Treatment has involved stabilising the shallow, upper 30m of the steeply-dipping lead-mine workings by drilling and grouting beneath the affected properties with a close grid of boreholes, and by using a grouting methodology to treat the broken and collapsed ground.

The drainage adits were investigated and treated where they affected the properties. Some 290 treatment holes have been completed, starting with a 3m perimeter line along the down-dip edge of the treatment grid.

The avoidance of services and utilities, including overhead electricity and telephone cables, required some boreholes to be repositioned. Trial pits and radar scanning was carried out to ensure all of these services were located prior to drilling.

The nature of the soft, broken material in the lode workings allowed less grout takes than expected, with 450m3 used.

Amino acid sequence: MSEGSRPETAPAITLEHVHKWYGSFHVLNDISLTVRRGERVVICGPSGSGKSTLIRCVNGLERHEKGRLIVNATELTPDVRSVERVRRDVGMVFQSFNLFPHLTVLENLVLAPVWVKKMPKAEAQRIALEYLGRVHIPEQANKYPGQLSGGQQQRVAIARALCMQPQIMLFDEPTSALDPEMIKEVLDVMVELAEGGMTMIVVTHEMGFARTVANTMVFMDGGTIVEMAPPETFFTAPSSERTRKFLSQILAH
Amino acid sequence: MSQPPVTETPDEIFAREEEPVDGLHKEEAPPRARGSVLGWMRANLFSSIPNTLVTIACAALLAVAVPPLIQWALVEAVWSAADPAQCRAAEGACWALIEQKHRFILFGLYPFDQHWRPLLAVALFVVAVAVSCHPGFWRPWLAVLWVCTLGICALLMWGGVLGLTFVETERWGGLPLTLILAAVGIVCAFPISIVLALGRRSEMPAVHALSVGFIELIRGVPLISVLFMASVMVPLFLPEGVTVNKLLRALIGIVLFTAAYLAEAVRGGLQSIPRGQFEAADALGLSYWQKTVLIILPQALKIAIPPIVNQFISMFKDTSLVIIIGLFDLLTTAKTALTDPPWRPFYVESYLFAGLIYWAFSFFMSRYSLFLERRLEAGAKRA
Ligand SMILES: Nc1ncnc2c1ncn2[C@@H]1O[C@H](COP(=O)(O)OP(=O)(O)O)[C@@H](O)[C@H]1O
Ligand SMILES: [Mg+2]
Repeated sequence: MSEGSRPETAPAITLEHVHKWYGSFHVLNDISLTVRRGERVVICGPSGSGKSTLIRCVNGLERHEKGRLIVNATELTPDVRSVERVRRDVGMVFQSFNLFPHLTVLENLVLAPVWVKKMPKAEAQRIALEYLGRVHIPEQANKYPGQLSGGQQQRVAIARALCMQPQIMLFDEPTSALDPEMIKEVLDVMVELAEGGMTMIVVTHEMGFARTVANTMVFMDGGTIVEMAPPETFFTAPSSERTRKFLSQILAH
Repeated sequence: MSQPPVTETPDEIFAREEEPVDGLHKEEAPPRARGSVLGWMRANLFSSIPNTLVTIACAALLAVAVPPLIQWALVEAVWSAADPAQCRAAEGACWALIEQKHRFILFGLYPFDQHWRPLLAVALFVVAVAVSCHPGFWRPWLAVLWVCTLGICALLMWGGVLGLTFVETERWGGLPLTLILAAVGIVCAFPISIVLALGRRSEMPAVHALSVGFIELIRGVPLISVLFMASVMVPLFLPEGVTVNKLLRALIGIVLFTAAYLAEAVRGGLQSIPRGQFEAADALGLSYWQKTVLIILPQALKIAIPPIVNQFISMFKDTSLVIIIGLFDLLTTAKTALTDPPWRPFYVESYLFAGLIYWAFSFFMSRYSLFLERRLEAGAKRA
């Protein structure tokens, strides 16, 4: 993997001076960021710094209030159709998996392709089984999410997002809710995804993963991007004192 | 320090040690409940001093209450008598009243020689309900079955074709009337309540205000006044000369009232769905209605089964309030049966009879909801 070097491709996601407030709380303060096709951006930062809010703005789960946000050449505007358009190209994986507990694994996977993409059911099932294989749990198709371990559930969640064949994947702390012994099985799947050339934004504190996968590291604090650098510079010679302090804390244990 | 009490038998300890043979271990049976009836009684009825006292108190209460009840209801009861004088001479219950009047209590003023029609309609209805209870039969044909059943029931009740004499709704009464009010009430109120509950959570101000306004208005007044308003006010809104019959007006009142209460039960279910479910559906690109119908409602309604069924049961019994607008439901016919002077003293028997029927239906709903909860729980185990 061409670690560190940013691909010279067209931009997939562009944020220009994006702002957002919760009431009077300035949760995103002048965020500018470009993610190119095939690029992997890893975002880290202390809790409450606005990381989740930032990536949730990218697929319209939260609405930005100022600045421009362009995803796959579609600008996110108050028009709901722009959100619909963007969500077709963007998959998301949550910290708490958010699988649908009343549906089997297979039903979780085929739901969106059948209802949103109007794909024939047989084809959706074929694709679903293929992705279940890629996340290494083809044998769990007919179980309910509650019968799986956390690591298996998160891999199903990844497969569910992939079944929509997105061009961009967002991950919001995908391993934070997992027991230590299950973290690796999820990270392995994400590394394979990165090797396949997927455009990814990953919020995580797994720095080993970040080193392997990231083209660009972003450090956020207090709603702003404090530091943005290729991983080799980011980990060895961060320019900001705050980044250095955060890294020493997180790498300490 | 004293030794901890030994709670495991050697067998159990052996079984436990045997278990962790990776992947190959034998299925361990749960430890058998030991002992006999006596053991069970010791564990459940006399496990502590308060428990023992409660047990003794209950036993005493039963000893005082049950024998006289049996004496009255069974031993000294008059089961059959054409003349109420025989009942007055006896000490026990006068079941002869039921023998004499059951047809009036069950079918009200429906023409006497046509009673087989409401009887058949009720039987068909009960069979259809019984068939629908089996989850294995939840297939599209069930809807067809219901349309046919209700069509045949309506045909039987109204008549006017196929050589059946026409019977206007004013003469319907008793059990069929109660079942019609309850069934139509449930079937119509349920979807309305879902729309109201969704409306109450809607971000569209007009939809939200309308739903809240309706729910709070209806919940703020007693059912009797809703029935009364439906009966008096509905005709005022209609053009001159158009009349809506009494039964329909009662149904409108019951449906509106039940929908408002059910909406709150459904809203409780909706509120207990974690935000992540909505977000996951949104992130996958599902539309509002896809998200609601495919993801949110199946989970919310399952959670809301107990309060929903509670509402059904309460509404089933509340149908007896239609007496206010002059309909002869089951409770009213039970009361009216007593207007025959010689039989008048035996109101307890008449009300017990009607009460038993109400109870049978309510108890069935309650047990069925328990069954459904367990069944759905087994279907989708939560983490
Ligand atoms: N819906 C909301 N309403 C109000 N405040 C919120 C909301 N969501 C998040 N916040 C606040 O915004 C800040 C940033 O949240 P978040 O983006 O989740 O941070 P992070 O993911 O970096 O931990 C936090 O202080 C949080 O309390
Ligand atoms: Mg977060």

Grout material storage and mixing was carried out in the site compound, located at the northern end of the site, away from the properties. The grout was a mix of sand and cement, with a small amount of bentonite powder, to produce a stiff substance for the compaction-grouting stabilisation process.

Trials were carried out to ensure the mix proportions, flow and pumpability achieved the specified strength, and to test the proposed grout mixing and pumping plant.

A Winget 400R discharged mixed grout into a Brinkman screed pump with 4m3/h capacity. Due to the distance, the grout was stage-pumped using a secondary agitator and screed pump, and then pumped directly into the treatment holes.

Due to the site’s confined nature and limited access (and with drilling carried out away from gardens, driveways and the cul-de-sac outside the properties), the scheme required the use of specialist rigs. Much of the treatment phase drilling has been to complete angled holes from around the properties to treat the workings below.